Antler hunting one month away

PHOTOS BY GARRY BRANDENBURG — All North American male members of the deer family grow antlers, and each late winter, usually in late February through March, those headgear adornments will fall to the ground. When growing, antlers become an advertisement in some respects to indicate to others in the herd their status and hierarchical position. Females of the species recognize antlers as part of mate selection. It is a natural process for males of the deer family to drop antlers, or another human term used is shed, meaning to drop or lose. A sample of the display collection from the North American Shed Hunters Club is available each year at the Iowa Deer Classic, and this author holds two samples of shed antlers he came across while hiking or working outdoors. Each antler single find, or if lucky, a matched set, is a unique signature for the deer that grew them.

Antlers from Iowa whitetailed deer bucks are always treasured, no matter how big or small, when a person is out and about in natural settings and happens to look down at just the right time to see the antler or a portion of it protruding through leaf litter. So they reach down and pull the antler up close for an inspection of this artifact of nature.

For some folks, antler collection is just an occasional right time, right place happenstance. For others, it is a serious hobby to try and locate any antler, or perhaps a matched set that fell off at the same time, so they can be added to a growing collection. This author is in the former category.

However, I also know a few folks who take great delight in trekking along and through deer habitat during late February and March to see how many antlers may be waiting to be discovered. Serious collectors may also be members of the North American Shed Hunters Club, an organization founded in 1991 to add some organization and structure to the process of collecting and scoring those finds. A single antler find can be scored to help put in context what the missing side might have looked like. To grasp what the living deer actually possessed the previous fall, just hold one side up to a mirror to contemplate what it once was.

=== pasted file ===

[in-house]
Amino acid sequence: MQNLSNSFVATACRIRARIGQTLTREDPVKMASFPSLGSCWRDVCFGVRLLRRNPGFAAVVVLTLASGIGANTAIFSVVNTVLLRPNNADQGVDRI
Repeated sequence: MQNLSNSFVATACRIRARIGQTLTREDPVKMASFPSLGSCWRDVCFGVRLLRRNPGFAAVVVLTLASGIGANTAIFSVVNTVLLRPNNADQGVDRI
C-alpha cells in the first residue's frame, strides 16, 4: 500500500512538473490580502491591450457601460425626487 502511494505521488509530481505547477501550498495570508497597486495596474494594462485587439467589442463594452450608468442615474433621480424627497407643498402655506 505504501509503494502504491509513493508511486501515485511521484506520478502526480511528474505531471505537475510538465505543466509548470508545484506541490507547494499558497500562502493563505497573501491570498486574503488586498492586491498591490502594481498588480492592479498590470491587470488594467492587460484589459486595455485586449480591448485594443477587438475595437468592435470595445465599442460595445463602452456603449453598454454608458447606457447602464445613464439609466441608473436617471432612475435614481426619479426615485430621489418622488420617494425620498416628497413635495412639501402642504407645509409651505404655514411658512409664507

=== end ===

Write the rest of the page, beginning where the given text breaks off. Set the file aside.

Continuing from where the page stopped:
In today’s photograph from last year’s Iowa Deer Classic show held in Des Moines, the Shed Hunters Club always has a remarkable display board exhibit of antler singles or pairs. Table after table has antlers to view and a brief write-up of the who, what and where of that collector. Each antler single or set is a record of large male deer that grew them, lived through all archery and gun seasons and is still out there somewhere ready to grow a new antler set the following year.

As for the two samples I am holding, the larger one was a chance find at the Arney Bend Wildlife Area in December of 1994. I looked but did not find its other side. The smaller antler was found while mowing a lawn for a friend. I looked ahead just in time to stop the mower and pick up this natural artifact. The date of this find was May 7, 2019.

Some folks have trained dogs to assist in sniffing out antlers. By walking through last winter’s deer bedding areas or feeding sites, the dog, if properly trained, can smell antlers and increase the ability to find more shed antlers.

Deer family members go by the biological name cervidae. Usually, only male cervids grow antlers, a new set every year. Females typically do not. However, I have seen a very few female whitetails with antlers, and another exception are caribou females that grow a small set of antlers compared to larger arrays by male caribou. Other deer family members include mule deer, elk and moose. All have antlers, and antlers are not horns. They are true bone growths out of the skull plate pedicle.

Horns are grown by bovine animals, and their horns are made of keratin covering over a bony core. Bison fit this category as do domestic cattle and sheep. Wild sheep have horns. Horns do not fall off but continue to grow and add length and girth over the lifespan of the animal.

Male and female bovines have horns, just smaller versions than those of males. Mother Nature has an ace up her sleeve with pronghorns, a native American antelope species of western grasslands. Pronghorn horns are shed annually but not from the base of the skull. Rather, the horn sheath slips off of its bony core each late winter. A new sheath of keratin material grows over that core.